For-profit prison companies are moving more prisoners far away from their homes and families, Bloomberg News reports.
“It’s a business and the prisoners are the cogs in that machine, …It’s not about what’s best for the prisoners; it’s about how do you run a profitable (prison) enterprise,” said Michele Deitch, senior lecturer at the LBJ School and the School of Law at the University of Texas, Austin.
Moving prisoners far from their homes makes it more likely they will commit crimes again, Deitch said. “Prisoners allowed in-person visitation are 25 percent less likely to commit a criminal offense post-release, according to a 2016 study by researcher at Sam Houston State University,” the story reported.
Bloomberg noted the for- profit prison company Core-Civic. Inc. has moved prisoners from Puerto Rico to the mainland. Puerto Rico prisoners must volunteer before being transferred out of the territory, said Eric Rolon, secretary of Puerto Rico’s Department of Corrections.
In 2012 inmates from Puerto Rico were transferred to a CoreCivic U.S. location, and there was clashing between them and local prisoners, the story said.
While government clients see for-profit prisons as a means to ease overcrowding and save money, the prisoner’s experience is of being far away from home, family and legal counsel. An example is Puerto Rican Giovannie Marrero, who is doing a 20 year term for domestic assault.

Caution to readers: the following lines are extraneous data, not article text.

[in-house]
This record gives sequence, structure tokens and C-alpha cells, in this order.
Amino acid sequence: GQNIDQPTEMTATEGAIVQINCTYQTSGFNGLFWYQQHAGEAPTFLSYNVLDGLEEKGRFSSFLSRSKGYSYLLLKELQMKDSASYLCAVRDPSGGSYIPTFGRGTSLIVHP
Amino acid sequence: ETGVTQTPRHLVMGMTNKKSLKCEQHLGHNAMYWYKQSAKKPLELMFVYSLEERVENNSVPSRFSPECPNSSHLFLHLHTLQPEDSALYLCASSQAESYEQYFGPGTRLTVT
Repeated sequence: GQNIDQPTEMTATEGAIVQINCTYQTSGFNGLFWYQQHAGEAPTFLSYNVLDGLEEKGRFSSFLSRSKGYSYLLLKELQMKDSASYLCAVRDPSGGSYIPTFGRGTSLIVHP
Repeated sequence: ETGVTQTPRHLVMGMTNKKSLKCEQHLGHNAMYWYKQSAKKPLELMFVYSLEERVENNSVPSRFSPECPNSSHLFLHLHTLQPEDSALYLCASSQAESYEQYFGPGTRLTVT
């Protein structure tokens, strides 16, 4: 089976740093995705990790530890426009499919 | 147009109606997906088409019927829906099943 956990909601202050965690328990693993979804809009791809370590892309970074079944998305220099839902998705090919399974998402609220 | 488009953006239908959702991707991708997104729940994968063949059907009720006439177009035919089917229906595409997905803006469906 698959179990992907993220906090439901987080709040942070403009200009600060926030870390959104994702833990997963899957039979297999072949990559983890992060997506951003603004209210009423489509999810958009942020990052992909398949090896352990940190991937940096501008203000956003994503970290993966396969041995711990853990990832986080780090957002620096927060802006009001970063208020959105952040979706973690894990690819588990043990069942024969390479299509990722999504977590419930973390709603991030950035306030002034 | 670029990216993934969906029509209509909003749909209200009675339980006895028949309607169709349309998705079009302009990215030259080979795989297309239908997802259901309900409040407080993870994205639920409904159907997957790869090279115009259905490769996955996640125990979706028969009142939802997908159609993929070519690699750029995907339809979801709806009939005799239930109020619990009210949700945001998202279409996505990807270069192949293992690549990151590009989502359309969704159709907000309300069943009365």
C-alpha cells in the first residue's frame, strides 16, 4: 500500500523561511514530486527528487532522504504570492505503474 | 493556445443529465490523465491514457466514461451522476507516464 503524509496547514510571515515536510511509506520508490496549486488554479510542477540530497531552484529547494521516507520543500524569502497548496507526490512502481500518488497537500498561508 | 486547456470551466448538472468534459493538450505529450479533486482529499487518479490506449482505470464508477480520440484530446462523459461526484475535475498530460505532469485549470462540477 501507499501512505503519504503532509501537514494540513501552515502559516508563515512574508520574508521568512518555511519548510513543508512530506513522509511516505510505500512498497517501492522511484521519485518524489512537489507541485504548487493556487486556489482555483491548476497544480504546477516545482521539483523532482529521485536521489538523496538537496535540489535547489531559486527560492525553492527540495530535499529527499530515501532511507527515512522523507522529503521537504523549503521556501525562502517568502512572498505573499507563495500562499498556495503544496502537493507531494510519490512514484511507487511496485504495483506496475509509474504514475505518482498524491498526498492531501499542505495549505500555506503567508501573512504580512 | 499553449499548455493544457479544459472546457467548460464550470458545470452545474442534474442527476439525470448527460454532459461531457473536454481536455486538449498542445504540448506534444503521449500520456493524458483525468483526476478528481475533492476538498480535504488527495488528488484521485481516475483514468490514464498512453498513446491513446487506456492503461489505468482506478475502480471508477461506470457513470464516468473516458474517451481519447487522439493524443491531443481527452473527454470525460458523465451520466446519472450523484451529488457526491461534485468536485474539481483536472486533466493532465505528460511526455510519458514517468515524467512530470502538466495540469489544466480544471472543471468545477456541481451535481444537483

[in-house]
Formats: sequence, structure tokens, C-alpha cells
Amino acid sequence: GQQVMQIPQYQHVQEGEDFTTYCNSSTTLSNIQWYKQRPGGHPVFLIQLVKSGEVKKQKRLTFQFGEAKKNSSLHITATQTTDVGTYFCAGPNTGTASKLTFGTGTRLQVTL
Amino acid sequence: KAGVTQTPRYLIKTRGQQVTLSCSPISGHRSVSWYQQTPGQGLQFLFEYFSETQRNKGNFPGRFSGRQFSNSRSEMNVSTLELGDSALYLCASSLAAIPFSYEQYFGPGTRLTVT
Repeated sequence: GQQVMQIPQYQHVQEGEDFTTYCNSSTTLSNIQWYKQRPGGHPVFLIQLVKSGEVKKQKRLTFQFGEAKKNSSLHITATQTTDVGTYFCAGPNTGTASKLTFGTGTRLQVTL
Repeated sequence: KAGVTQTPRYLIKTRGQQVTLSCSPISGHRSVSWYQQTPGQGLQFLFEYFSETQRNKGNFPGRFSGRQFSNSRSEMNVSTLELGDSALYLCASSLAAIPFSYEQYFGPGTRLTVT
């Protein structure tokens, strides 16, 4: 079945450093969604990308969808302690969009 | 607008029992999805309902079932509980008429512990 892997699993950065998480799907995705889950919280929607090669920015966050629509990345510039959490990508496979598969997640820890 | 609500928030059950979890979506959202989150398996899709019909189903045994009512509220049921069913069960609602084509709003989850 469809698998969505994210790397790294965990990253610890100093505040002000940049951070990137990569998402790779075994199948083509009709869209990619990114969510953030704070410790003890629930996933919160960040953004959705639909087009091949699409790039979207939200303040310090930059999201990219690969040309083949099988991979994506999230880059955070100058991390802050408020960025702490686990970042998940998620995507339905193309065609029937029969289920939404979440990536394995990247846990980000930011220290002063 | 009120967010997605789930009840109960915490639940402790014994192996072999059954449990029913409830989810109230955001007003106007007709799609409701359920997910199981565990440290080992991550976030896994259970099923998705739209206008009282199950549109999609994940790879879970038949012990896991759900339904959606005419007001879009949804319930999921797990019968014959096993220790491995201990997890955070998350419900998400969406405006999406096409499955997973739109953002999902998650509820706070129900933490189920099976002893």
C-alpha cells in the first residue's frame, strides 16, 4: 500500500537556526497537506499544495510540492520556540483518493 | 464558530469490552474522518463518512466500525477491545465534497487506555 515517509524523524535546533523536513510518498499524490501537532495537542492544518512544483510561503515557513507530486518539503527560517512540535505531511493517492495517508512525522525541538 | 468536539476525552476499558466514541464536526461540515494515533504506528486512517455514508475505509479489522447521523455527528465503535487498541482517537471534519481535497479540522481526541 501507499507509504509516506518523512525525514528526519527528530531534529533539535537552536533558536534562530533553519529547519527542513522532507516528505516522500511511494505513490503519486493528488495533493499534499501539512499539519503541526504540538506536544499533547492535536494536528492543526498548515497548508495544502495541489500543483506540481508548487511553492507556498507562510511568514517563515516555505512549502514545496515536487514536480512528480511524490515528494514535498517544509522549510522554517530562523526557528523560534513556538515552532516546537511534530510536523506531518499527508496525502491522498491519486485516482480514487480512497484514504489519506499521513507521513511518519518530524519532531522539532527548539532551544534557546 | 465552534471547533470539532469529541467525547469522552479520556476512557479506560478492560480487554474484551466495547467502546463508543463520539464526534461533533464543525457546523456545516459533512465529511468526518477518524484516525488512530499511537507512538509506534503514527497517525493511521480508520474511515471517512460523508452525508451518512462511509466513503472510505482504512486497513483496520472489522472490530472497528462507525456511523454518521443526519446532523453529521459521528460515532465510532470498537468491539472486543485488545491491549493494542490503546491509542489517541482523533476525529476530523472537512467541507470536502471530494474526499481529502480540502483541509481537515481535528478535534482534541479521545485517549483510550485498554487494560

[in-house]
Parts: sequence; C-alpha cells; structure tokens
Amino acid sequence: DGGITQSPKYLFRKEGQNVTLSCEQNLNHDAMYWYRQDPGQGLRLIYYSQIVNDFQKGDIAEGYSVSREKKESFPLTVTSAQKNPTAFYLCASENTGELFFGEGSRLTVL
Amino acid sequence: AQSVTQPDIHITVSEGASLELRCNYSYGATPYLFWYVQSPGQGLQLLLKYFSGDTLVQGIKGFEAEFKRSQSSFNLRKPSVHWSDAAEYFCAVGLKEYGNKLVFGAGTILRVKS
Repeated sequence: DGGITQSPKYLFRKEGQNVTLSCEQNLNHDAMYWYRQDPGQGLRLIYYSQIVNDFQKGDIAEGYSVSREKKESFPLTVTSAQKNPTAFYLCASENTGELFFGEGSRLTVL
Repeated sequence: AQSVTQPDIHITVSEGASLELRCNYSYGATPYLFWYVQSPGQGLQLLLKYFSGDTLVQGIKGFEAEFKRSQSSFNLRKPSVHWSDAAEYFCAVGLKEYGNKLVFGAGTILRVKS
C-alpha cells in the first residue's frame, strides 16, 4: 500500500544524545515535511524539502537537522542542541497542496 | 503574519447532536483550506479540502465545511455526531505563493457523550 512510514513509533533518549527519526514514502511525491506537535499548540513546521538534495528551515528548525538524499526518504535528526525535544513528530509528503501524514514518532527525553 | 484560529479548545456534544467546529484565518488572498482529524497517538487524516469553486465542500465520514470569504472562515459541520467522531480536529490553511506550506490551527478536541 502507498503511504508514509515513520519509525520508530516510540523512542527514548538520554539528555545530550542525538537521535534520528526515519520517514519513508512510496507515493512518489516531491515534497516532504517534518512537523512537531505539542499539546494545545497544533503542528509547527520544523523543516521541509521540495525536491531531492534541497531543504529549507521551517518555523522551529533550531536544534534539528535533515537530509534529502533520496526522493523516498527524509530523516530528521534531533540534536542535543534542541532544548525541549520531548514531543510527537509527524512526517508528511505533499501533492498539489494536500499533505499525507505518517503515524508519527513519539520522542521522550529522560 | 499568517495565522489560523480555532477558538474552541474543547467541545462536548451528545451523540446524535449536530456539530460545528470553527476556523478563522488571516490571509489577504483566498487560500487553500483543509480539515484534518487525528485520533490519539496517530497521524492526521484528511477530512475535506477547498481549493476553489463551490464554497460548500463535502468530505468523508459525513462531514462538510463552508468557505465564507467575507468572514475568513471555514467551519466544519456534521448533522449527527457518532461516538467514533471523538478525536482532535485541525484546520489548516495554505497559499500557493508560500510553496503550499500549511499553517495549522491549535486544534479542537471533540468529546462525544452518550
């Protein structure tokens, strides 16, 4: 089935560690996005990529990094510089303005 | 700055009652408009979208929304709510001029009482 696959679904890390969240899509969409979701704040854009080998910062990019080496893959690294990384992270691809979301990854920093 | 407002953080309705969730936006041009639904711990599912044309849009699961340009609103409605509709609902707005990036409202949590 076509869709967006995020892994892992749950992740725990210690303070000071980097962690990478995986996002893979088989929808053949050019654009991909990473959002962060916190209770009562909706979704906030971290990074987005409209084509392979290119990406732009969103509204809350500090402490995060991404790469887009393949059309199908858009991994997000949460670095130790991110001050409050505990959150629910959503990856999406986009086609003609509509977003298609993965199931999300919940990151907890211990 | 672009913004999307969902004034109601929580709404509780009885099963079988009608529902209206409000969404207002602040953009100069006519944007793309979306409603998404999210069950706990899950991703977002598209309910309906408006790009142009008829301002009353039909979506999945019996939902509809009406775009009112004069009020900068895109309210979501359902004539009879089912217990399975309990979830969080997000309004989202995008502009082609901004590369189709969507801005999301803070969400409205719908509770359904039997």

He will be transferred to a CoreCivic facility in Mississippi, 1,800 miles away from his home. What is a “real opportunity” for clients is a negative experience for prisoners and their families.
Bloomberg News reported most state prisoners are jailed 100 miles from their home, while prisoners from Puerto Rico face being transferred 1,800 miles across the waters of the Mexican Gulf.
CoreCivic spokeswoman Amanda Gilchrist said the company’s anti-recidivism efforts provide for education, job training, addiction counseling and reentry programs — all of that beyond the requirements of their contracts.
For Puerto Rico, sending their prisoners to a for-profit facility will save the bankrupt commonwealth island money, Bloomberg noted. According to Secretary Rolon, this could mean as much as $50 million annually.